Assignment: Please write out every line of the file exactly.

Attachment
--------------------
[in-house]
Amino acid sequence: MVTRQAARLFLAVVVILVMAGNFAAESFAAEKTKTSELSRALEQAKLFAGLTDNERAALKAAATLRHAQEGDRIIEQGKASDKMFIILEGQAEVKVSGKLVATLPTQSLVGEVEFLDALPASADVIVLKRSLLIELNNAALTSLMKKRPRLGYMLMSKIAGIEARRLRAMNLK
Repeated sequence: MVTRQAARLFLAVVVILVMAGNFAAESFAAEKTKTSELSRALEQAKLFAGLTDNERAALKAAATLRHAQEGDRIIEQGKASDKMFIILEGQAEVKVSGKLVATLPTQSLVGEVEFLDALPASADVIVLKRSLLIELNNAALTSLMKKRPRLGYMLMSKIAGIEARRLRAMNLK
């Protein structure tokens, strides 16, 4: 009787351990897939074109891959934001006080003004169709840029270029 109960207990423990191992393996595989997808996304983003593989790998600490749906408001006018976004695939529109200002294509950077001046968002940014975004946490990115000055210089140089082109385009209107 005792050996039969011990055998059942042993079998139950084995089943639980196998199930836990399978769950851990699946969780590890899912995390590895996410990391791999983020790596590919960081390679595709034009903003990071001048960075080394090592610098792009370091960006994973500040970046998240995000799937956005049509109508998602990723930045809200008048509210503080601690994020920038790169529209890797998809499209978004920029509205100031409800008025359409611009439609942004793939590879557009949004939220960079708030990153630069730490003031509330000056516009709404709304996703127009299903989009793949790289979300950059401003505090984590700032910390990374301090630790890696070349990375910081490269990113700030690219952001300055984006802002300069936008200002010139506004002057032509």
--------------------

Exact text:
[in-house]
Amino acid sequence: MVTRQAARLFLAVVVILVMAGNFAAESFAAEKTKTSELSRALEQAKLFAGLTDNERAALKAAATLRHAQEGDRIIEQGKASDKMFIILEGQAEVKVSGKLVATLPTQSLVGEVEFLDALPASADVIVLKRSLLIELNNAALTSLMKKRPRLGYMLMSKIAGIEARRLRAMNLK
Repeated sequence: MVTRQAARLFLAVVVILVMAGNFAAESFAAEKTKTSELSRALEQAKLFAGLTDNERAALKAAATLRHAQEGDRIIEQGKASDKMFIILEGQAEVKVSGKLVATLPTQSLVGEVEFLDALPASADVIVLKRSLLIELNNAALTSLMKKRPRLGYMLMSKIAGIEARRLRAMNLK
């Protein structure tokens, strides 16, 4: 009787351990897939074109891959934001006080003004169709840029270029 109960207990423990191992393996595989997808996304983003593989790998600490749906408001006018976004695939529109200002294509950077001046968002940014975004946490990115000055210089140089082109385009209107 005792050996039969011990055998059942042993079998139950084995089943639980196998199930836990399978769950851990699946969780590890899912995390590895996410990391791999983020790596590919960081390679595709034009903003990071001048960075080394090592610098792009370091960006994973500040970046998240995000799937956005049509109508998602990723930045809200008048509210503080601690994020920038790169529209890797998809499209978004920029509205100031409800008025359409611009439609942004793939590879557009949004939220960079708030990153630069730490003031509330000056516009709404709304996703127009299903989009793949790289979300950059401003505090984590700032910390990374301090630790890696070349990375910081490269990113700030690219952001300055984006802002300069936008200002010139506004002057032509």